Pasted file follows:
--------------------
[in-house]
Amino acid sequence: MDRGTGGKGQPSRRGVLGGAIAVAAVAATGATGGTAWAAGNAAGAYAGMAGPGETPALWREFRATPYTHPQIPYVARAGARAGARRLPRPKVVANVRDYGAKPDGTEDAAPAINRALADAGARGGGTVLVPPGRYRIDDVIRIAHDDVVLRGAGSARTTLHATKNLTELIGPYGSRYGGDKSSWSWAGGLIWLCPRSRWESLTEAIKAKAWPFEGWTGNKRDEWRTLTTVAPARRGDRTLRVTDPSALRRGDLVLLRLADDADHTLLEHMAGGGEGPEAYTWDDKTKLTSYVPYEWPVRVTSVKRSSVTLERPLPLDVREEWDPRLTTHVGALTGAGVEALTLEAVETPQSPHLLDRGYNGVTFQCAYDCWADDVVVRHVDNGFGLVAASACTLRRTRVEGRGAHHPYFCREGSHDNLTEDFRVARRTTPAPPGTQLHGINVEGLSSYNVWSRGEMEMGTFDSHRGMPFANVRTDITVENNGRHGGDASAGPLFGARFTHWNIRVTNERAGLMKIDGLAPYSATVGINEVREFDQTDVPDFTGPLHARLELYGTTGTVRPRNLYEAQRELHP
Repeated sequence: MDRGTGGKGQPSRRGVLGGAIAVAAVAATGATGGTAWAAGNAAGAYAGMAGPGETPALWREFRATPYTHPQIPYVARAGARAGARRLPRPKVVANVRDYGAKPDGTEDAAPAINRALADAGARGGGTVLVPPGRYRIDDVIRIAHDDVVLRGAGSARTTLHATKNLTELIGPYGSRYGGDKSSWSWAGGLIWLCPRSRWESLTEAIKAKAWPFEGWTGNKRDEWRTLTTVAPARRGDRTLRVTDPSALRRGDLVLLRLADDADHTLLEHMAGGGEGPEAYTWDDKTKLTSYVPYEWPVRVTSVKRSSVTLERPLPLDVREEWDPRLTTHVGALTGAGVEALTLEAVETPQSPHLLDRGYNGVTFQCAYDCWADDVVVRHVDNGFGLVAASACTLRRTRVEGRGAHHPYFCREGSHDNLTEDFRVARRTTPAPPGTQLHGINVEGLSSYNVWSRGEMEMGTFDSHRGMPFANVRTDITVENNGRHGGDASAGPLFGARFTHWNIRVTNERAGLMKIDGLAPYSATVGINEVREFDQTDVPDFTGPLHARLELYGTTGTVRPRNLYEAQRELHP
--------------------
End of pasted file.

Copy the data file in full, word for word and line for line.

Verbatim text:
[in-house]
Amino acid sequence: MDRGTGGKGQPSRRGVLGGAIAVAAVAATGATGGTAWAAGNAAGAYAGMAGPGETPALWREFRATPYTHPQIPYVARAGARAGARRLPRPKVVANVRDYGAKPDGTEDAAPAINRALADAGARGGGTVLVPPGRYRIDDVIRIAHDDVVLRGAGSARTTLHATKNLTELIGPYGSRYGGDKSSWSWAGGLIWLCPRSRWESLTEAIKAKAWPFEGWTGNKRDEWRTLTTVAPARRGDRTLRVTDPSALRRGDLVLLRLADDADHTLLEHMAGGGEGPEAYTWDDKTKLTSYVPYEWPVRVTSVKRSSVTLERPLPLDVREEWDPRLTTHVGALTGAGVEALTLEAVETPQSPHLLDRGYNGVTFQCAYDCWADDVVVRHVDNGFGLVAASACTLRRTRVEGRGAHHPYFCREGSHDNLTEDFRVARRTTPAPPGTQLHGINVEGLSSYNVWSRGEMEMGTFDSHRGMPFANVRTDITVENNGRHGGDASAGPLFGARFTHWNIRVTNERAGLMKIDGLAPYSATVGINEVREFDQTDVPDFTGPLHARLELYGTTGTVRPRNLYEAQRELHP
Repeated sequence: MDRGTGGKGQPSRRGVLGGAIAVAAVAATGATGGTAWAAGNAAGAYAGMAGPGETPALWREFRATPYTHPQIPYVARAGARAGARRLPRPKVVANVRDYGAKPDGTEDAAPAINRALADAGARGGGTVLVPPGRYRIDDVIRIAHDDVVLRGAGSARTTLHATKNLTELIGPYGSRYGGDKSSWSWAGGLIWLCPRSRWESLTEAIKAKAWPFEGWTGNKRDEWRTLTTVAPARRGDRTLRVTDPSALRRGDLVLLRLADDADHTLLEHMAGGGEGPEAYTWDDKTKLTSYVPYEWPVRVTSVKRSSVTLERPLPLDVREEWDPRLTTHVGALTGAGVEALTLEAVETPQSPHLLDRGYNGVTFQCAYDCWADDVVVRHVDNGFGLVAASACTLRRTRVEGRGAHHPYFCREGSHDNLTEDFRVARRTTPAPPGTQLHGINVEGLSSYNVWSRGEMEMGTFDSHRGMPFANVRTDITVENNGRHGGDASAGPLFGARFTHWNIRVTNERAGLMKIDGLAPYSATVGINEVREFDQTDVPDFTGPLHARLELYGTTGTVRPRNLYEAQRELHP